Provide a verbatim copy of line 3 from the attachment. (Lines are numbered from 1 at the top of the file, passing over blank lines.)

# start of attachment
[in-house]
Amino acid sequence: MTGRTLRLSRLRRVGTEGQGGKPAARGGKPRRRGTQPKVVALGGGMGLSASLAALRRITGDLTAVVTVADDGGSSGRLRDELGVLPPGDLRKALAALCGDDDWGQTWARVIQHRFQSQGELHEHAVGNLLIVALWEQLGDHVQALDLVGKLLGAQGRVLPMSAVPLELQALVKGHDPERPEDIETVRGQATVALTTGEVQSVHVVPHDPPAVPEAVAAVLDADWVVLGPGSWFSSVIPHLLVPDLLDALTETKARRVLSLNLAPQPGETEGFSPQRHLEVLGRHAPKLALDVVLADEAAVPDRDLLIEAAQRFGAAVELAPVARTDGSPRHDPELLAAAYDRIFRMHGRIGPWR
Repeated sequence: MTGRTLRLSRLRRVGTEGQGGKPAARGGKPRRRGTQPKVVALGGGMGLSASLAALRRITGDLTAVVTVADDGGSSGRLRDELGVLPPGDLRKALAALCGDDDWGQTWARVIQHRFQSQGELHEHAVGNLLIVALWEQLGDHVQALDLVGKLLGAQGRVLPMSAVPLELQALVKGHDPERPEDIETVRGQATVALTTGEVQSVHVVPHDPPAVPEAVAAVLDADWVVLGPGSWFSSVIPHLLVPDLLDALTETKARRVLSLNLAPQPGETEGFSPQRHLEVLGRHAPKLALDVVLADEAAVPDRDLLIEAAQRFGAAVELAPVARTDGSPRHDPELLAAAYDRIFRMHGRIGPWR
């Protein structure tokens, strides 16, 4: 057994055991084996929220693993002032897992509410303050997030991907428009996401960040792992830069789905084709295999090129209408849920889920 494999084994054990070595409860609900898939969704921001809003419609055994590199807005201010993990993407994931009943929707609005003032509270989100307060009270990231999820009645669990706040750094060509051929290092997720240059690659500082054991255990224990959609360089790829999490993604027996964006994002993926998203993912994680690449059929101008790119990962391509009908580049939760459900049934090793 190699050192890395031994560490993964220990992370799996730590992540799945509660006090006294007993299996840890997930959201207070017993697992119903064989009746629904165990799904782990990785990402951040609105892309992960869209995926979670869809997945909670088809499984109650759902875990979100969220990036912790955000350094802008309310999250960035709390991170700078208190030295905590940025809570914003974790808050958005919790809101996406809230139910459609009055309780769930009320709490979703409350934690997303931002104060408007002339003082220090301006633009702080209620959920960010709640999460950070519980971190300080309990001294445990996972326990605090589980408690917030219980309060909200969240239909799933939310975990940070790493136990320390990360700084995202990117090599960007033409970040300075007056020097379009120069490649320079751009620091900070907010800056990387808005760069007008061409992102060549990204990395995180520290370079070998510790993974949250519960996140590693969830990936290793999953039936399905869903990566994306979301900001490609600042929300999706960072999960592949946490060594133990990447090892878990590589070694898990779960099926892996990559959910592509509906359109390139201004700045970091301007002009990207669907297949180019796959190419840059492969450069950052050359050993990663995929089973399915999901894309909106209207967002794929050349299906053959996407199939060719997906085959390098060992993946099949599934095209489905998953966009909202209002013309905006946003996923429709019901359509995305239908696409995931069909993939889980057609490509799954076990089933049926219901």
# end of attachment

Repeated sequence: MTGRTLRLSRLRRVGTEGQGGKPAARGGKPRRRGTQPKVVALGGGMGLSASLAALRRITGDLTAVVTVADDGGSSGRLRDELGVLPPGDLRKALAALCGDDDWGQTWARVIQHRFQSQGELHEHAVGNLLIVALWEQLGDHVQALDLVGKLLGAQGRVLPMSAVPLELQALVKGHDPERPEDIETVRGQATVALTTGEVQSVHVVPHDPPAVPEAVAAVLDADWVVLGPGSWFSSVIPHLLVPDLLDALTETKARRVLSLNLAPQPGETEGFSPQRHLEVLGRHAPKLALDVVLADEAAVPDRDLLIEAAQRFGAAVELAPVARTDGSPRHDPELLAAAYDRIFRMHGRIGPWR